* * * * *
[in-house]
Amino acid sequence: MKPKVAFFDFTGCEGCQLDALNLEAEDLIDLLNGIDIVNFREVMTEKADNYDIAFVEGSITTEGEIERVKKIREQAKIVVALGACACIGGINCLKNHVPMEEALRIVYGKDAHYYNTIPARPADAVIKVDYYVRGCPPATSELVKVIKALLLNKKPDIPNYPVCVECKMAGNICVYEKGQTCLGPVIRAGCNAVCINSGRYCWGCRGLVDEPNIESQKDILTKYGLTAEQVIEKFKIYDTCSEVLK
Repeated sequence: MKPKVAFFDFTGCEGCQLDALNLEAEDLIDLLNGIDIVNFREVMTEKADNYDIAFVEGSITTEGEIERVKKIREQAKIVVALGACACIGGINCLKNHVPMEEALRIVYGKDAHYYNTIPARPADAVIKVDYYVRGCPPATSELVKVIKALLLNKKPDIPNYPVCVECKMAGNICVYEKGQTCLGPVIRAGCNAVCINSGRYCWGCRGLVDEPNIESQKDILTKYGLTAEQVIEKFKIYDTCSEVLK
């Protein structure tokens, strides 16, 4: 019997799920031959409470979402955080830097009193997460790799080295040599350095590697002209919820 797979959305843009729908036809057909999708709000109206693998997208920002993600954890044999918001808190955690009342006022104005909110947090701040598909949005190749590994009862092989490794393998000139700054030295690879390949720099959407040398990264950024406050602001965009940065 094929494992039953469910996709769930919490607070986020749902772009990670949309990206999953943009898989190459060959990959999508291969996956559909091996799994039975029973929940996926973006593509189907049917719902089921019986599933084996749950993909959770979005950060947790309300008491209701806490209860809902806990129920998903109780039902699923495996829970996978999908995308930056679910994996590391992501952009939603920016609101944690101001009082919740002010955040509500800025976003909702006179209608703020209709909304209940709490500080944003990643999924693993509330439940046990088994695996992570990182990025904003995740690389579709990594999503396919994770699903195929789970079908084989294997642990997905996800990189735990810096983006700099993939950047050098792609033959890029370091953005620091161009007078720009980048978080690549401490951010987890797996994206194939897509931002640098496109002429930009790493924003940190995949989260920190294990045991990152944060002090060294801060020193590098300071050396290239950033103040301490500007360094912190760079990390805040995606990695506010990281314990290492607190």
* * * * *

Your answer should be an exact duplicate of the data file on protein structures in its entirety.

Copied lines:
[in-house]
Amino acid sequence: MKPKVAFFDFTGCEGCQLDALNLEAEDLIDLLNGIDIVNFREVMTEKADNYDIAFVEGSITTEGEIERVKKIREQAKIVVALGACACIGGINCLKNHVPMEEALRIVYGKDAHYYNTIPARPADAVIKVDYYVRGCPPATSELVKVIKALLLNKKPDIPNYPVCVECKMAGNICVYEKGQTCLGPVIRAGCNAVCINSGRYCWGCRGLVDEPNIESQKDILTKYGLTAEQVIEKFKIYDTCSEVLK
Repeated sequence: MKPKVAFFDFTGCEGCQLDALNLEAEDLIDLLNGIDIVNFREVMTEKADNYDIAFVEGSITTEGEIERVKKIREQAKIVVALGACACIGGINCLKNHVPMEEALRIVYGKDAHYYNTIPARPADAVIKVDYYVRGCPPATSELVKVIKALLLNKKPDIPNYPVCVECKMAGNICVYEKGQTCLGPVIRAGCNAVCINSGRYCWGCRGLVDEPNIESQKDILTKYGLTAEQVIEKFKIYDTCSEVLK
């Protein structure tokens, strides 16, 4: 019997799920031959409470979402955080830097009193997460790799080295040599350095590697002209919820 797979959305843009729908036809057909999708709000109206693998997208920002993600954890044999918001808190955690009342006022104005909110947090701040598909949005190749590994009862092989490794393998000139700054030295690879390949720099959407040398990264950024406050602001965009940065 094929494992039953469910996709769930919490607070986020749902772009990670949309990206999953943009898989190459060959990959999508291969996956559909091996799994039975029973929940996926973006593509189907049917719902089921019986599933084996749950993909959770979005950060947790309300008491209701806490209860809902806990129920998903109780039902699923495996829970996978999908995308930056679910994996590391992501952009939603920016609101944690101001009082919740002010955040509500800025976003909702006179209608703020209709909304209940709490500080944003990643999924693993509330439940046990088994695996992570990182990025904003995740690389579709990594999503396919994770699903195929789970079908084989294997642990997905996800990189735990810096983006700099993939950047050098792609033959890029370091953005620091161009007078720009980048978080690549401490951010987890797996994206194939897509931002640098496109002429930009790493924003940190995949989260920190294990045991990152944060002090060294801060020193590098300071050396290239950033103040301490500007360094912190760079990390805040995606990695506010990281314990290492607190």